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All about the user

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Star speakers from across the information industry will share their thoughts and expertise at the OpenAthens one-day conference taking place on 19 March at the America Square Conference Centre, London. Hot topics include user-centred design and experience, user consent and privacy, piracy and practical use of identity and access management.

Publishers have a genuine interest in ensuring scholarly content is accessed by those who need it. But they also need to run as a business and protecting valuable online content from abuse or misappropriation is part of that. They also want to know more about user behaviour, so they can improve and develop their services for on and off-site access. IP-based access can’t solve these challenges, and so the login was born.

But instead of helping users to get access to the quality content they need for work or study, the long and complicated authentication experience on publishing websites often leads users to give up and go elsewhere.

Keynote speaker, Dan Ramsden, creative director for user experience architecture at the BBC, will discuss how every design decision is an opportunity to make things easier or more difficult for users. Ramsden will share his three models for user-centred design and how he led a team of information architects at the BBC to put their audience at the heart of everything they do, making the BBC’s tools, content and experiences more meaningful and connected.

One of the first, and by far the biggest, hurdles users face is authenticating their session when they try to log in on a publishing website. Until recently, publishers’ main focus was around procuring, reviewing, editing, producing and publishing content, with very little thought about how users authenticate as part of the content discovery journey.

Users now demand a better experience when they are researching and that includes getting access to the valuable content their library or organisation subscribes to. Since the steep rise in UK higher education fees, this has become particularly true of the student experience. Dwindling library budgets are also having a major impact on which resources an organisation might subscribe to. An even greater driver is the growth of pirate sites, which steal content that academics and publishers work so hard to provide.  Concerns around the poor user journey to content and the threat of piracy has sparked the NISO and STM-led initiative Resource Discovery in the 21st Century (RA21).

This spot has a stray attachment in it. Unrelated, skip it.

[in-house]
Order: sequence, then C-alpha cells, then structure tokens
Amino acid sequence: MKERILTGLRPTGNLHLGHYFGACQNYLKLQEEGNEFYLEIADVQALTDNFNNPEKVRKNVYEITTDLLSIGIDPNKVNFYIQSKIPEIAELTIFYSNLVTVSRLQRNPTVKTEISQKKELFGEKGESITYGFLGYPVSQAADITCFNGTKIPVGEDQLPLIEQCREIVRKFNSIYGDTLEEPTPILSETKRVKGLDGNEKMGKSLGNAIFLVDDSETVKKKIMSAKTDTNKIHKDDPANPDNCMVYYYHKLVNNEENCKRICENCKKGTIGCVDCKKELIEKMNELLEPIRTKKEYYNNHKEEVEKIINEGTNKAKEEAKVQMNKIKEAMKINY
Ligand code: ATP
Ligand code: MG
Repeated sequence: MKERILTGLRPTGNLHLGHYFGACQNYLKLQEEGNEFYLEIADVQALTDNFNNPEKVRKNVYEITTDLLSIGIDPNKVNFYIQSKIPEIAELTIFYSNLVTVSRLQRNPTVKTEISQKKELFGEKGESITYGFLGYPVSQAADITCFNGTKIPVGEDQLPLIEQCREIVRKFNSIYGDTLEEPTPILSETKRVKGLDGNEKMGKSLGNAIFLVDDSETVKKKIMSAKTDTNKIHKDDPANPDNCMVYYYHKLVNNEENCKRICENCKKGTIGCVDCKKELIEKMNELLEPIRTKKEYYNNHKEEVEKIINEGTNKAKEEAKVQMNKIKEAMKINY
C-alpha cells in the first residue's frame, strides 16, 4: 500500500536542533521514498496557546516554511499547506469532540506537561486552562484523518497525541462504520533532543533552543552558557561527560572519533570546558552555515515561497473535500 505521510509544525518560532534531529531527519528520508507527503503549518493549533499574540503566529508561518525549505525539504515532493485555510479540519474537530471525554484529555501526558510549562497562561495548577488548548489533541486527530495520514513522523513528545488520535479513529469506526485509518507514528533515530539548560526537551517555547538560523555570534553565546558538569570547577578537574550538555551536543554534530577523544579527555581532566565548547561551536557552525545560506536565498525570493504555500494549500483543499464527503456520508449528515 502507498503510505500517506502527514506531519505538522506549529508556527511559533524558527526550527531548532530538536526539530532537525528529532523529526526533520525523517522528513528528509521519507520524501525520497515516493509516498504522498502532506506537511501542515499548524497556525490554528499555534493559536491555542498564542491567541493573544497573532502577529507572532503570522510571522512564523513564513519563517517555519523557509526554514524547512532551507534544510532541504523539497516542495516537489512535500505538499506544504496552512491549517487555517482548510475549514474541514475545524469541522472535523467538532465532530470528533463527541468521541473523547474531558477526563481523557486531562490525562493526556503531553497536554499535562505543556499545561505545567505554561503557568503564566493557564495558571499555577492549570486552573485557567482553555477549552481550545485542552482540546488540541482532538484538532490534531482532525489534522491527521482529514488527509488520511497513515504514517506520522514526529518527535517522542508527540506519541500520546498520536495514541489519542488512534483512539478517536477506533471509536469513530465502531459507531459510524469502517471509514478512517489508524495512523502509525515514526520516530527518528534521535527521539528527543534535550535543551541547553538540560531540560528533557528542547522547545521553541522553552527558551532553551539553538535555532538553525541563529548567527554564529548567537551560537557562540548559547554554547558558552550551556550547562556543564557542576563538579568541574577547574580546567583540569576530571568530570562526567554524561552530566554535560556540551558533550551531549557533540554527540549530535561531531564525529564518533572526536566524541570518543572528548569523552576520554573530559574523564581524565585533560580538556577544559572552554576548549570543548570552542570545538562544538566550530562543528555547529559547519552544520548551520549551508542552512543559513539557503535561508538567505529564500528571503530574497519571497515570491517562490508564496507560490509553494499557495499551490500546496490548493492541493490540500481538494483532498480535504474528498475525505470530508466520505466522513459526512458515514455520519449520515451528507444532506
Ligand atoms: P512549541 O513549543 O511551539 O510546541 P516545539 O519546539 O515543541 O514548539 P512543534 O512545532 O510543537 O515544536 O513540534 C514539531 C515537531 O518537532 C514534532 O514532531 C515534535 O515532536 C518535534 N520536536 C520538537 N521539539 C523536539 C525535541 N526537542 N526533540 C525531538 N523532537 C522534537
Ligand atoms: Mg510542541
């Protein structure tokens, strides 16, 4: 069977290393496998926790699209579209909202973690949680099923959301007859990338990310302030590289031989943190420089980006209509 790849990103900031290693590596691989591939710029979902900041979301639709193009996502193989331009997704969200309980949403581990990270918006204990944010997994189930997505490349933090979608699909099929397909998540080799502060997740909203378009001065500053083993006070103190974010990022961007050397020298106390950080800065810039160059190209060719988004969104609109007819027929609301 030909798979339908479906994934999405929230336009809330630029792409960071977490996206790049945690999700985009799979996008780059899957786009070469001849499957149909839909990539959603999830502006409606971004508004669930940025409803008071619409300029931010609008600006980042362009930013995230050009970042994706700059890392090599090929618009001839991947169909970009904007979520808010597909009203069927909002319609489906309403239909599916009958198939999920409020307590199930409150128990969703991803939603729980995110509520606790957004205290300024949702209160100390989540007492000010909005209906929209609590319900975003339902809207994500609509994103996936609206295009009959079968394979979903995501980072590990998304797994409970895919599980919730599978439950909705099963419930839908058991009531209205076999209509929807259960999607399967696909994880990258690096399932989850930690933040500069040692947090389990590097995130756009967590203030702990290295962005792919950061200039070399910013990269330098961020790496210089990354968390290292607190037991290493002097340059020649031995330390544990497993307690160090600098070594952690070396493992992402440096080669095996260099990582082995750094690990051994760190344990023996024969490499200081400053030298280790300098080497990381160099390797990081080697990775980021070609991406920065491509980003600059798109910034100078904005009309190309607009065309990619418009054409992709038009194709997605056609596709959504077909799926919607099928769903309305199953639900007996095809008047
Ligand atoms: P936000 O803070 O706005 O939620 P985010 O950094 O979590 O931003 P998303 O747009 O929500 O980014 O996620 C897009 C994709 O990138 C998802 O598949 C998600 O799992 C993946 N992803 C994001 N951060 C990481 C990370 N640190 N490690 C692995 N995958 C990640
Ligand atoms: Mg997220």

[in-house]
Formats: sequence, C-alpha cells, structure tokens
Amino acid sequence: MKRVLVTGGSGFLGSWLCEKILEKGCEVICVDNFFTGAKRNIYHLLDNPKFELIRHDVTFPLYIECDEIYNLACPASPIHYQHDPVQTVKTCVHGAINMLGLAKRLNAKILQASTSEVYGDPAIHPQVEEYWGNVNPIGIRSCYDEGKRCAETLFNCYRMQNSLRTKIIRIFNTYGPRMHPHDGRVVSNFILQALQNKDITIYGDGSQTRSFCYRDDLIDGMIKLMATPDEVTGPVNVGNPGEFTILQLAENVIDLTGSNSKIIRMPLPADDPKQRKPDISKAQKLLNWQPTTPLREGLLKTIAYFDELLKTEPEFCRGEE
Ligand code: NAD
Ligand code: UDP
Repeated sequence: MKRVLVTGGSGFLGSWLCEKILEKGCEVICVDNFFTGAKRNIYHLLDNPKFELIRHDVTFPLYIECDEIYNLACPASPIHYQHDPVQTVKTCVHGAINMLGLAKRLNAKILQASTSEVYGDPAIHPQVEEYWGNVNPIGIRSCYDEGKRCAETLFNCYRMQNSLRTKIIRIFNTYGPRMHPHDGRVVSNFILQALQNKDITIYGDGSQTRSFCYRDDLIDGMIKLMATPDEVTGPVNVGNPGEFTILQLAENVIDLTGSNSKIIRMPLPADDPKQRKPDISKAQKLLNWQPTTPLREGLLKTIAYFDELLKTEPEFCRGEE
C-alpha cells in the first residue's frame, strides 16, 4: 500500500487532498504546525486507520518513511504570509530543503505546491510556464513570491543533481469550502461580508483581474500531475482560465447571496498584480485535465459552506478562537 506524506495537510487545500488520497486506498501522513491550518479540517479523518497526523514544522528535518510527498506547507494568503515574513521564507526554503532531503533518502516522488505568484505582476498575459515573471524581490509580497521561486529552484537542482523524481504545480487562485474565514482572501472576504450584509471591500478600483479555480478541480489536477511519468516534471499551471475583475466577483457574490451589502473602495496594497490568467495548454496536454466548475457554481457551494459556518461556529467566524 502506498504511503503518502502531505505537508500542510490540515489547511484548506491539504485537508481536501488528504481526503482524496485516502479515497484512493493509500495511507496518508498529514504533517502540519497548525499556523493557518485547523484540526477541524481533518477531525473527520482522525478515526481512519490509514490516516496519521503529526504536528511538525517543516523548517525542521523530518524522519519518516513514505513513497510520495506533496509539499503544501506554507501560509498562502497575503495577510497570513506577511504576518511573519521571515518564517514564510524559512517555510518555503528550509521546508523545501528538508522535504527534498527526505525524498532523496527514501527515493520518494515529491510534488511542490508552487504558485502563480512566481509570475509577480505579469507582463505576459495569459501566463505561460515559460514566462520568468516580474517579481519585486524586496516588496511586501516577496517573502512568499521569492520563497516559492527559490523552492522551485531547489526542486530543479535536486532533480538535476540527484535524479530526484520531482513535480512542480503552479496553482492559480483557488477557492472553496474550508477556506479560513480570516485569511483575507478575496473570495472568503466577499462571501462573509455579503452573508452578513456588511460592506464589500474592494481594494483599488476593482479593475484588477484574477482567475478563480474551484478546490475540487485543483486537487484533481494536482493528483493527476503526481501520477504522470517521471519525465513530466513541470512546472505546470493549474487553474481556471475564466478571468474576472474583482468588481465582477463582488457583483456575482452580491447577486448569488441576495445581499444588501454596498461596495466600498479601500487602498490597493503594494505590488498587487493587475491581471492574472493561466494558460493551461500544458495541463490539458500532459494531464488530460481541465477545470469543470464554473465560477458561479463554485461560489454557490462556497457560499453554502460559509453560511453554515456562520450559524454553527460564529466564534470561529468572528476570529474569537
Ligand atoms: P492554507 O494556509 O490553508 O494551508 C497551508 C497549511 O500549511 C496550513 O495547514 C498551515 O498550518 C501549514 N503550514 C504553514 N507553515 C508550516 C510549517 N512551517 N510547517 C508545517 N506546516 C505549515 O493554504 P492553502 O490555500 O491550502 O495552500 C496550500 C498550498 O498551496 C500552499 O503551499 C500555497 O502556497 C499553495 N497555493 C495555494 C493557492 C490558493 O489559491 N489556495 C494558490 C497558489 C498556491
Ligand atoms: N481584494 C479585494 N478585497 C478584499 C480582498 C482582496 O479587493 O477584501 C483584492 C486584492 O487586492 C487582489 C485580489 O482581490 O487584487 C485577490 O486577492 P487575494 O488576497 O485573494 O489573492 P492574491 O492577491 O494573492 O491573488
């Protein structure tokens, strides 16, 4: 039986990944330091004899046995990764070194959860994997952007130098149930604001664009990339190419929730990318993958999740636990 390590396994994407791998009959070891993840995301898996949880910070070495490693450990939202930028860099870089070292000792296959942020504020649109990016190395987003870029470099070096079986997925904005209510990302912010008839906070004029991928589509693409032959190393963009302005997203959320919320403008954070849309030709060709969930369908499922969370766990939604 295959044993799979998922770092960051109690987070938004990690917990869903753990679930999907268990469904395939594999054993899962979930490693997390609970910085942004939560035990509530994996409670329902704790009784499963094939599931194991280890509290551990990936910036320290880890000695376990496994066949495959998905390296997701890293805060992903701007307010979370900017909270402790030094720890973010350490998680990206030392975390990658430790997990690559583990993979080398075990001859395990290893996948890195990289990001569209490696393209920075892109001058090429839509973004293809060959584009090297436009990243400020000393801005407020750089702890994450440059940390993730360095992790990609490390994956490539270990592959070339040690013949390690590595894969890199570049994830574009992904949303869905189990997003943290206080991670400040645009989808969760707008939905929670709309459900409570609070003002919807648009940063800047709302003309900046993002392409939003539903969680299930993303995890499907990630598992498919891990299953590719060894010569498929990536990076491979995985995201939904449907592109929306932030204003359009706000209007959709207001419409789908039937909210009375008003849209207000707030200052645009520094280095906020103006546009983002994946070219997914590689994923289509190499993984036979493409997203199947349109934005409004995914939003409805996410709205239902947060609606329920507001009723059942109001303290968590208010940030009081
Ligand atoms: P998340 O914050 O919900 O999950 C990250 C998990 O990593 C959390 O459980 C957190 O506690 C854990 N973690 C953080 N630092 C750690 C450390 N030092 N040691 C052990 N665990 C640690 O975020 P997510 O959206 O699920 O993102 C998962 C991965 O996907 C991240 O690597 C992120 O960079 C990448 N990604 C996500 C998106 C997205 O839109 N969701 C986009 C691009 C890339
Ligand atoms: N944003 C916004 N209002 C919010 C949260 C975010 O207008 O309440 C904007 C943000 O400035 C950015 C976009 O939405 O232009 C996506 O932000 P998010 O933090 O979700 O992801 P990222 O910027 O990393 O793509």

At the conference, Todd Carpenter, executive director at the National Information Standards Organization (NISO), will discuss findings from the two-year RA21 project pilots to simplify the single sign-on user experience, share recommended practice and future plans to launch an ongoing service to support user identity management and individual access to content.

The OpenAthens team has worked closely with RA21 to inform the pilot work on improving the user journey and has developed its organisational discovery service alongside the project. Wayfinder enables users to log in by finding their home organisation through geo-location or by typing their organisation or email address into the search bar.

As an active participant of the RA21 initiative, OpenAthens provides Wayfinder for free to all publishers and library platform providers. Wayfinder is integral to OpenAthens’ federated single sign-on product for service providers, OpenAthens Keystone. Several publishers, including Karger, have implemented the hosted version of Wayfinder and new embeddable and pop-up versions are on their way. Delegates can hear more at one of the conference lightning talks.

OpenAthens has been working hand-in-hand with GALILEO virtual library to create a seamless user journey to its range of online resources. GALILEO is one of the largest library consortia in the US, serving around 2,000 educational organisations in Georgia. Plenary speaker Russell Palmer, assistant director at GALILEO, will showcase the team’s determination to fulfil its strategic vision and goals of facilitating knowledge and providing tools and resources for all its users to meet their lifelong learning needs.

On the upcoming conference, Palmer said: ‘I’m looking forward to exploring GALILEO’s strategic plan in greater depth at the conference in March and discussing how OpenAthens has become a significant part of this by enabling us to tailor our users’ experiences to provide them with the best possible journey, which we otherwise wouldn’t be able to do.’

The programme will feature a panel debate on whether piracy acts as a disruptor for positive change in the information industry. Speakers will include Emily Powell, knowledge and information specialist at the College of Policing, Duncan Campbell, senior director of global sales partnership at Wiley, and Naomi Korn, of Naomi Korn Associates, specialists in copyright, data protection and licensing.

The library community generally talks about piracy purely as a threat to the future of the information industry. Some would say that piracy exists for the same reason as open access: to widen availability of valuable information. Piracy can also provide leverage when negotiating licensing deals, especially with some of the larger publishers. So, there is an argument that piracy could help trigger improvements which make it easier for users to access online content. The panel will discuss the key issues around this subject.

A thread that runs throughout the work of OpenAthens and the conference theme is the need to balance the needs of users, libraries and publishers. All three have different desires and interests but are mutually reliant on one another’s cooperation to build a successful eco-system that works for all. 

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